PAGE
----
OpenSUSE 13.1: Major community Linux has a new version

OpenSUSE 13.1: Major community Linux has a new version

Summary: The latest edition of SUSE's community Linux distribution is ready to use.

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Red Hat has Fedora and SUSE has openSUSE. Both are community-based Linux distributions that point the way to their business distributions: Red Hat Enterprise Linux (RHEL) for Red Hat and SUSE Linux Enterprise Server (SLES) for SUSE. Today, it's SUSE's turn to look into the future of enterprise Linux with the release of openSUSE 13.1.

OpenSUSE 13.1 KDE desktop
Here's the openSUSE KDE desktop at work.

Perhaps the first thing serious Linux users will notice about this release is that it arrived on schedule. OpenSUSE's chief rival, Fedora, has fallen behind in its forthcoming release. OpenSUSE hit its deadline in no small part because of its use of openQA, its automated testing service. OpenQA has proven its worth. I expect other Linux distributions to start using it.

Jos Poortvliet, openSUSE Community manager, explained: "This release is more than the sum of its parts. We made big changes to our testing." 

Agustin Benito Bethencourt, openSUSE Team Lead, added, "We have significantly increased the overall QA/testing effort, reinforcing the stability of openSUSE 13.1, that has been declared by our community a long maintenance term version. Both elements together makes openSUSE a solid choice for those who use Linux-based distributions to work every day."

I'd agreed with them. This is a rock-solid Linux distribution. OpenSUSE's parent company, SUSE, agrees. The company has made openSUSE 13.1 an "Evergreen" or long-term support release. That means it will be supported for at least three years.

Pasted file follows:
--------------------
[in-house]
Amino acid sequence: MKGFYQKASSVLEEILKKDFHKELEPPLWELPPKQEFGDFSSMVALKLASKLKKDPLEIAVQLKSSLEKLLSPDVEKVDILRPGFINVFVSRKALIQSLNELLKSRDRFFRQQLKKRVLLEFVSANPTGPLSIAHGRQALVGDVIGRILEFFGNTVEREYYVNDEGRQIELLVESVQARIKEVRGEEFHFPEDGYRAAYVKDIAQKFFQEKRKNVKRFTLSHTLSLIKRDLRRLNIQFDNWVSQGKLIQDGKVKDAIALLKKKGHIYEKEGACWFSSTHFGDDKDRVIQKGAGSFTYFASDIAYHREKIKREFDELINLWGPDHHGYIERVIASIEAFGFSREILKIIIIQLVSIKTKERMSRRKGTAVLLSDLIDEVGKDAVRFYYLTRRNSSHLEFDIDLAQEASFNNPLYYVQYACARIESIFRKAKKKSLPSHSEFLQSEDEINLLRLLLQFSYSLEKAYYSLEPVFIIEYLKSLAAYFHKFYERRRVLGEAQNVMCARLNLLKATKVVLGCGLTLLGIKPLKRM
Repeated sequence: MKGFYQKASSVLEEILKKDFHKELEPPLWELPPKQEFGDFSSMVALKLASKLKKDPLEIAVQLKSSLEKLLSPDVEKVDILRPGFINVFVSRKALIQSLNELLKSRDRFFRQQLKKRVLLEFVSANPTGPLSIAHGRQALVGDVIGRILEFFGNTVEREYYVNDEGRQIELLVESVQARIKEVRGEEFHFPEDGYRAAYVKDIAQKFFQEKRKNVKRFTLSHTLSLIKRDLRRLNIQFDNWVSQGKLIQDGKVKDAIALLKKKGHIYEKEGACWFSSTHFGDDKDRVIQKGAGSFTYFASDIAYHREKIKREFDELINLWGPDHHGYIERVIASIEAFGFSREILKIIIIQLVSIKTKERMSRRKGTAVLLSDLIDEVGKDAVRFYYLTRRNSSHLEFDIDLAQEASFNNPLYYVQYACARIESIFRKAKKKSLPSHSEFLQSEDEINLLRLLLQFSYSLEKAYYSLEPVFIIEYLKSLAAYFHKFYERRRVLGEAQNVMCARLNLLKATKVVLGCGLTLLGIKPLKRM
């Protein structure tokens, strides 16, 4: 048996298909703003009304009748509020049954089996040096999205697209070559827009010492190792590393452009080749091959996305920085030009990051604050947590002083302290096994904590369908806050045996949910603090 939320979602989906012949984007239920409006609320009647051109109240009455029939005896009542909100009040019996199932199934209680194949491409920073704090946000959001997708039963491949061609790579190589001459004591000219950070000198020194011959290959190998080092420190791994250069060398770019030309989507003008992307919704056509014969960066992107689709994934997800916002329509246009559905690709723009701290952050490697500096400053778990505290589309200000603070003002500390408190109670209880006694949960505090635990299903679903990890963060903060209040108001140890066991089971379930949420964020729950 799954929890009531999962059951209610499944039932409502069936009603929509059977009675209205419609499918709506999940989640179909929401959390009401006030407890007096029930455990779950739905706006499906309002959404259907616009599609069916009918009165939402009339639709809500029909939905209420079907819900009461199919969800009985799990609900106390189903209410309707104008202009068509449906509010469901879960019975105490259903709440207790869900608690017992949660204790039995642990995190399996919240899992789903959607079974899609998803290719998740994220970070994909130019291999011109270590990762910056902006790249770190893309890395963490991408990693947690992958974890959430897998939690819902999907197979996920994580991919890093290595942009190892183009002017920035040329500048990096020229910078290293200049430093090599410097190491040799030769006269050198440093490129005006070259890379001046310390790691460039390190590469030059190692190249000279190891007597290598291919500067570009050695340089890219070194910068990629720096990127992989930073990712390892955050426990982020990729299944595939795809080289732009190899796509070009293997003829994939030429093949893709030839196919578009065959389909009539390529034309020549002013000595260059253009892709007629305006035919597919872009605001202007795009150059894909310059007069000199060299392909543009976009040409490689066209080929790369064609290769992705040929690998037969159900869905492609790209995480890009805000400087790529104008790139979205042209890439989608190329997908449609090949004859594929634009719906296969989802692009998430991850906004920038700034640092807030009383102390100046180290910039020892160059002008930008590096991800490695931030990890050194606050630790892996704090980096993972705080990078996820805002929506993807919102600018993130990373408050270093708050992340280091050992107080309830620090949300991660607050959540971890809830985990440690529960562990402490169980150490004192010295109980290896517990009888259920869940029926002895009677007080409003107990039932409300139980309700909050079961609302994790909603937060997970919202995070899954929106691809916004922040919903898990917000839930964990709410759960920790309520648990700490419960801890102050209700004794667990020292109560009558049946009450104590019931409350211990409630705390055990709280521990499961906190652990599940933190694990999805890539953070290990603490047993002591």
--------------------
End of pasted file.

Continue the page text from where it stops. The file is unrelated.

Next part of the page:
This version of openSUSE also comes with native support for the ARM 7 architecture. There are also openSUSE ports for ARMv6 and ARMv8 (AArch64), but these are experimental and openSUSE offers no guarantees for how well they'll work... or not.

As for the release itself, openSUSE 13.1 features the KDE 4.11 Plasma Desktop as its default desktop. If you like, openSUSE also natively supports GNOME 3.10. It also comes with xfce, LXDE and Enlightenment as desktop choices. Personally, I prefer the elegant dark green look of openSUSE KDE.

OpenSUSE comes with the usual best of breed open-source desktop programs. These include Firefox 25 and Chromium 31 for Web browsing; Thunderbird 24 for e-mail; and LibreOffice 4.1 for its office suite.

For developers, openSUSE includes GCC 4.8, the Mono 3.2.3 .NET runtime, and the Qt 5.1.toolkit. The operating system also comes with the the latest Rails 4 and Ruby 2.0 releases as well as PHP 5.4.20, which includes a build in testing server.

Under the interface and applications, you'll find the Linux 3.11.6 kernel. In addition, openSUSE's development team has been working on improving Linux's memory use. These changes include improvements to page reclaim and Zswap. The net result is that openSUSE 13.1 will work better on systems with low memory.

The openSUSE crew have also been working hard on improving the Btrfs (aka Butter FS) file system. Btrfs still isn't the default file system — that's still Ext4 — but openSUSE believes that Btrfs is stable enough for everyday use. That said, openSUSE recommends XFS for large file data storage.